Rumors that Apple is preparing a 32GB iPhone are heating up as a result of reports that indicate Apple has purchased a large quantity of flash memory chips. According to a DigiTimes report, Apple ordered 100 million 1 gigabit NAND Flash chips, mainly from Samsung Electronics. In fact, Apple has scooped up so many chips that some smaller players are worried about a shortage.
It is possible Apple could recombine these chips during the manufacturing process to create 16GB and 32GB storing capabilities for new iPhone models. To help put things in perspective, 100 million 8Gb chips would be enough to produce 12.5 million 8GB iPhones or around 3 million 32GB devices. We don’t yet know if the chips that Apple purchased were finalized chip packages or bare memory chips that can be stacked for higher density.
The reports of Apple’s recent memory purchase make many people
wonder what Apple will do with the flash chips. Given that the chips are
typically used to build 16GB, 32GB, and 64GB devices, Apple’s purchase fuels
rumors that the company is working on an iPhone with additional memory (likely a
32GB model) to complement its 8GB and 16GB iPhone 3G phones which are available
Rumors that Apple is working on a new iPhone have been circulating for the past few months. Many industry analysts expect some form of new iPhone hardware to be launched in June at Apple’s Worldwide Developers Conference (WWDC). A new product announcement at WWDC would fall in line with Apple’s history of refreshing products every year in order to increase sales.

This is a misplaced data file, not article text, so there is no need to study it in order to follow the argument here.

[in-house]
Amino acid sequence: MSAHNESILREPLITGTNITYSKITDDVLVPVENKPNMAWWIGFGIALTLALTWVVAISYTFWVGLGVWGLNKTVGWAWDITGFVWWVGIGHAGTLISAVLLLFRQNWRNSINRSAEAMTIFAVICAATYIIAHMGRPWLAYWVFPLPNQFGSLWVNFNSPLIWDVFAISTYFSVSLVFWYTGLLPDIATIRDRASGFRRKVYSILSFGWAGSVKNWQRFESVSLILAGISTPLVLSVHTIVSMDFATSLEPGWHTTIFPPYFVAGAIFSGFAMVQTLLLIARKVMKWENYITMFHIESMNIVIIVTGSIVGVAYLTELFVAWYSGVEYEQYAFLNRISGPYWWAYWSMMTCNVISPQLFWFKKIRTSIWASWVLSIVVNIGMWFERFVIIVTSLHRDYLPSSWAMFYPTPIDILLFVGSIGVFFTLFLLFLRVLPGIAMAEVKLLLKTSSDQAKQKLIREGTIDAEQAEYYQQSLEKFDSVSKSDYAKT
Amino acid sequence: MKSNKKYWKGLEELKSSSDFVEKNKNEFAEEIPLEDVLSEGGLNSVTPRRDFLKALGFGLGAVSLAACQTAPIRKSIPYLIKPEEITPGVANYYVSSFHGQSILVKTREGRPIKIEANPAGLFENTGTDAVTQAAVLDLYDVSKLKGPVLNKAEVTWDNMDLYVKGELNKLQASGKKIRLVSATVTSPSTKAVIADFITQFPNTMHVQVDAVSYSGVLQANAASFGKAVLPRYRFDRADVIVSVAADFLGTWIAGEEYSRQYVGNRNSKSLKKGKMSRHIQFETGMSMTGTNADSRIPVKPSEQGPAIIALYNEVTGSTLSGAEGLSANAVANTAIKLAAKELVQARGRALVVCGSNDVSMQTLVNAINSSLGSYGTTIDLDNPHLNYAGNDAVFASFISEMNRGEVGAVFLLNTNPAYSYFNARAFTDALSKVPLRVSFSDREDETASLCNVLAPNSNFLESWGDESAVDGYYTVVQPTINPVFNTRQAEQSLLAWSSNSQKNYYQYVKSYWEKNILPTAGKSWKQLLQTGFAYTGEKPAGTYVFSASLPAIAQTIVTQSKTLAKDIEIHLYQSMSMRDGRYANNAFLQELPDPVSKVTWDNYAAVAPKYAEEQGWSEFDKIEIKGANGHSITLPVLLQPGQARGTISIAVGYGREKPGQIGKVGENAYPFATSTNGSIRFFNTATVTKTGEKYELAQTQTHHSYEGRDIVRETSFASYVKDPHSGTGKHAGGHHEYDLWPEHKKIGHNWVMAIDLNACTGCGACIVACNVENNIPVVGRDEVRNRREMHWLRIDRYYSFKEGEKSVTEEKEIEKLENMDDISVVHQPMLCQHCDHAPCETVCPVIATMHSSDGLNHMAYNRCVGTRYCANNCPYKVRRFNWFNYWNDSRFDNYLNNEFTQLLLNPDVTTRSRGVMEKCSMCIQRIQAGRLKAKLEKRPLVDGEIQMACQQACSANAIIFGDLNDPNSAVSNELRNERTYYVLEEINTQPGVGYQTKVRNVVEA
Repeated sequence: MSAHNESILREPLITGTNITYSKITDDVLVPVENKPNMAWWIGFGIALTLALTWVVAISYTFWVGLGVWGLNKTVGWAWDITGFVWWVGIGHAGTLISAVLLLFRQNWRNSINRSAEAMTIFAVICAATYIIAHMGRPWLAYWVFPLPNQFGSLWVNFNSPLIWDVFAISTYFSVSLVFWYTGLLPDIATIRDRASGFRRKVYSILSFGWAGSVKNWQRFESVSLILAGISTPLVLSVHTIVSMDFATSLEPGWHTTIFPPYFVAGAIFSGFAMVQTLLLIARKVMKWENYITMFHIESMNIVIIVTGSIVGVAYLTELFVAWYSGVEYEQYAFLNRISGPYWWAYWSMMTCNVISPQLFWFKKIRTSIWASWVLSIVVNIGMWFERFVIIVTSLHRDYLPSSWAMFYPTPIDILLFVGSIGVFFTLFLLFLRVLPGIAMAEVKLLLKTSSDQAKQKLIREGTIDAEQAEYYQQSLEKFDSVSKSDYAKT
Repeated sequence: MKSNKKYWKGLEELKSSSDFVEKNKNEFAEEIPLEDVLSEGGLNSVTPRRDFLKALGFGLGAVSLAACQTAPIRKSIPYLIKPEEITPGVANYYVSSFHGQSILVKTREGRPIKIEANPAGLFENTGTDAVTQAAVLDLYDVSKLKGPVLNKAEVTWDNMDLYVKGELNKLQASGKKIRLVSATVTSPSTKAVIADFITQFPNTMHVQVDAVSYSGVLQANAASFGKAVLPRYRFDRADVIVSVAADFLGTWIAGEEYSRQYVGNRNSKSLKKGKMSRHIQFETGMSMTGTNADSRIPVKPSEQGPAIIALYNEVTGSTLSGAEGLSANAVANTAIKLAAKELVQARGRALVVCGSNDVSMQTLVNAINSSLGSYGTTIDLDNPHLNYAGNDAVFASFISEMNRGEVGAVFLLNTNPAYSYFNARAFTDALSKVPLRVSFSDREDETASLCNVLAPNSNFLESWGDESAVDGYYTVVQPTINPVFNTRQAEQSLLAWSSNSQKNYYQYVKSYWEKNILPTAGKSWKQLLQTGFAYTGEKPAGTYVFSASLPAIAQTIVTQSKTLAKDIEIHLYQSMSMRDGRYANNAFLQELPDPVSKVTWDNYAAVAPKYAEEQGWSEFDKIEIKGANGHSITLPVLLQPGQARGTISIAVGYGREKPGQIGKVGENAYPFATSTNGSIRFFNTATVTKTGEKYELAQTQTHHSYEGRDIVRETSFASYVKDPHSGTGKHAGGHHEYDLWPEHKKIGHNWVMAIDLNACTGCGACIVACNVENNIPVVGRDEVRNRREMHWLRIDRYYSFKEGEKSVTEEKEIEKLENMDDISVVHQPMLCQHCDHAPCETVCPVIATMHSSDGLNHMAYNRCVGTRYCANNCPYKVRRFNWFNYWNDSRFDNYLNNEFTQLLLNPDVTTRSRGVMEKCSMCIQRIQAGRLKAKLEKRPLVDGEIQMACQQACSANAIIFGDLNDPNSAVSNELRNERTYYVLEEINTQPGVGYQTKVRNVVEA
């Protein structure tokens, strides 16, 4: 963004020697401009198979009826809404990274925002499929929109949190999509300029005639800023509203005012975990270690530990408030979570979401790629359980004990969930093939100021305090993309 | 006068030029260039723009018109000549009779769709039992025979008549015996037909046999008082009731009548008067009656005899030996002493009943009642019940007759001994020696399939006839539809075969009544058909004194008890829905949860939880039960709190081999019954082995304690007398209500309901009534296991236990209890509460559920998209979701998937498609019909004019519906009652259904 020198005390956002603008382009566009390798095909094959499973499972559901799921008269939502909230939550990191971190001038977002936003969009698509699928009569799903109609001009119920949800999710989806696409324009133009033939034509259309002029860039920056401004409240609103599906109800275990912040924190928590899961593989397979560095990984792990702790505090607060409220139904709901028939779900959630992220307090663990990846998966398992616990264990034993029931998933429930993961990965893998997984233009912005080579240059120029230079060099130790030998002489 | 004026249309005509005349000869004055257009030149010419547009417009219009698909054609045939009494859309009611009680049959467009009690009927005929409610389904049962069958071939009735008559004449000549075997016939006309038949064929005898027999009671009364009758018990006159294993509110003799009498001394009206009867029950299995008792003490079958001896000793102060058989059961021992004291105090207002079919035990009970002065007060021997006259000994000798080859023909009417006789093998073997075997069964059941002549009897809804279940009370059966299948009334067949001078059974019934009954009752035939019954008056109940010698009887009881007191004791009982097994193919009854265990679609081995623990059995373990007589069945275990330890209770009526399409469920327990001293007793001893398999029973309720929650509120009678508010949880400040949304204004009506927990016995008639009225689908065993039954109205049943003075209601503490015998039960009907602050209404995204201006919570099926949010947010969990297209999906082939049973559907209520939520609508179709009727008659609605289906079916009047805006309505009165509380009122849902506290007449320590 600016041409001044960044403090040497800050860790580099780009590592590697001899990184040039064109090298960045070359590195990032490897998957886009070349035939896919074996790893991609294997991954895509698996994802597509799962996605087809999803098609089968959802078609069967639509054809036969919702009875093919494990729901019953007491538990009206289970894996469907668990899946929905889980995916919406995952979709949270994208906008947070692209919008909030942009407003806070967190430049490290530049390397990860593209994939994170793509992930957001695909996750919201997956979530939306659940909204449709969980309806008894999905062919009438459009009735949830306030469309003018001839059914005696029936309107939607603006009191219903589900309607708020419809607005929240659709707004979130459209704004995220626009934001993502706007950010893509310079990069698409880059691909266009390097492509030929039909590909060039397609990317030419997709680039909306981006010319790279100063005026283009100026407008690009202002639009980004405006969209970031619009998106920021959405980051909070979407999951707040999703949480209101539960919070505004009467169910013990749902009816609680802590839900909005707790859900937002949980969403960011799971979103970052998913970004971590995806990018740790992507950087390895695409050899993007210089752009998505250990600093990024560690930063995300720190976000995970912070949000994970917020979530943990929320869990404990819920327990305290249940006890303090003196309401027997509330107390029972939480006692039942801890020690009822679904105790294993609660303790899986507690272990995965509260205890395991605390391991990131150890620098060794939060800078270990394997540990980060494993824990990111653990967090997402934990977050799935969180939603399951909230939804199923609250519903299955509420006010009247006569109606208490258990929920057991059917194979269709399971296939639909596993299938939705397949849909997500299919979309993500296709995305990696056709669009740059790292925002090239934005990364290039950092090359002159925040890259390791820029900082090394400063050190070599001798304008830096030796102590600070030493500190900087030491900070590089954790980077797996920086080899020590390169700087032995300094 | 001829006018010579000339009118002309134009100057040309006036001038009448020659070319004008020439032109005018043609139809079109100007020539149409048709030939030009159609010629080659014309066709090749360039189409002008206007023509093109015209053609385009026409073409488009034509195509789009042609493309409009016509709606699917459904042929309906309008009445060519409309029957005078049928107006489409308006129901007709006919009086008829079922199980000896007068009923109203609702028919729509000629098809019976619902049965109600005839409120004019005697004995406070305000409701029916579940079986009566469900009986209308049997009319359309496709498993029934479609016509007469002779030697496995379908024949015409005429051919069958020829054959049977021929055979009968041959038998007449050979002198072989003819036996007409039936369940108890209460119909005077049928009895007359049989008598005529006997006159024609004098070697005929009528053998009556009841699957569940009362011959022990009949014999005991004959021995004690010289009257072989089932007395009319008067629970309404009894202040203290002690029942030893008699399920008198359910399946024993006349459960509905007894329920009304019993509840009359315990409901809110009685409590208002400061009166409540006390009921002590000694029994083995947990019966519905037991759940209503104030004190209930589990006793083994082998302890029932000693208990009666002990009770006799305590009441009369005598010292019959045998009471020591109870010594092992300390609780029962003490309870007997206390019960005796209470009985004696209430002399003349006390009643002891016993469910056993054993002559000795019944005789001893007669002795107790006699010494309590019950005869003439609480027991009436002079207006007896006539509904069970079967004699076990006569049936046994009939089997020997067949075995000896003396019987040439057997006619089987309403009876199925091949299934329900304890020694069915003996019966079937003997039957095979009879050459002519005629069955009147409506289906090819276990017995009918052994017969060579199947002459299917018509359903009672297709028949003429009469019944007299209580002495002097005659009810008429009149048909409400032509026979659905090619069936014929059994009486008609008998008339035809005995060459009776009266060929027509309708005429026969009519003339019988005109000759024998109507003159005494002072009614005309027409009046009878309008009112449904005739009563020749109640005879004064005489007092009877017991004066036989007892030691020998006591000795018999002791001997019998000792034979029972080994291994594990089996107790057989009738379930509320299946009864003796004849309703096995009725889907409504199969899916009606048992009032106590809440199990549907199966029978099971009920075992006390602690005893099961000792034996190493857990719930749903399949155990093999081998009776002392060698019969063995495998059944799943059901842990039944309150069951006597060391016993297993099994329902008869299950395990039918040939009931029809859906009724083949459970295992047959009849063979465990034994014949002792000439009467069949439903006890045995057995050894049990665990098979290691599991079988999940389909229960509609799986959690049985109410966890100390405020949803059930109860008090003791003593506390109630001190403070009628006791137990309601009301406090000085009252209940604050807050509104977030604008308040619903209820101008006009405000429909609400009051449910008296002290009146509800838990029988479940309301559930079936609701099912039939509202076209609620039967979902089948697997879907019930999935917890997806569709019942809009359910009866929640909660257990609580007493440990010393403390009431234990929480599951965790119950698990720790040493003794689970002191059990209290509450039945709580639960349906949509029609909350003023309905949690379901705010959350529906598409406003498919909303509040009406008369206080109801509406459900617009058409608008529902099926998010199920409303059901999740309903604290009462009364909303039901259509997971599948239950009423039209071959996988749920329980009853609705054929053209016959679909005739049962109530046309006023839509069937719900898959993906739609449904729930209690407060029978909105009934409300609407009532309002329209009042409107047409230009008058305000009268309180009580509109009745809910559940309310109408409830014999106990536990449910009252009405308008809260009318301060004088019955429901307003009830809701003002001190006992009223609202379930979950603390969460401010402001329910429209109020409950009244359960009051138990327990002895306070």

In addition incorporating Apple’s recently unveiled iPhone OS 3.0 software, the new phone has been rumored to have video recording capabilities and a higher resolution camera (3.2 megapixels has been mentioned). Video recording capabilities and higher resolution photos would increase a user’s need for additional storage, so the pieces definitely line up. However, it’s also possible Apple could use the NAND flash chips in other products such as the iPod nano and Shuffle as well. At this point, it’s not 100% clear as to how Apple intends to use the chips.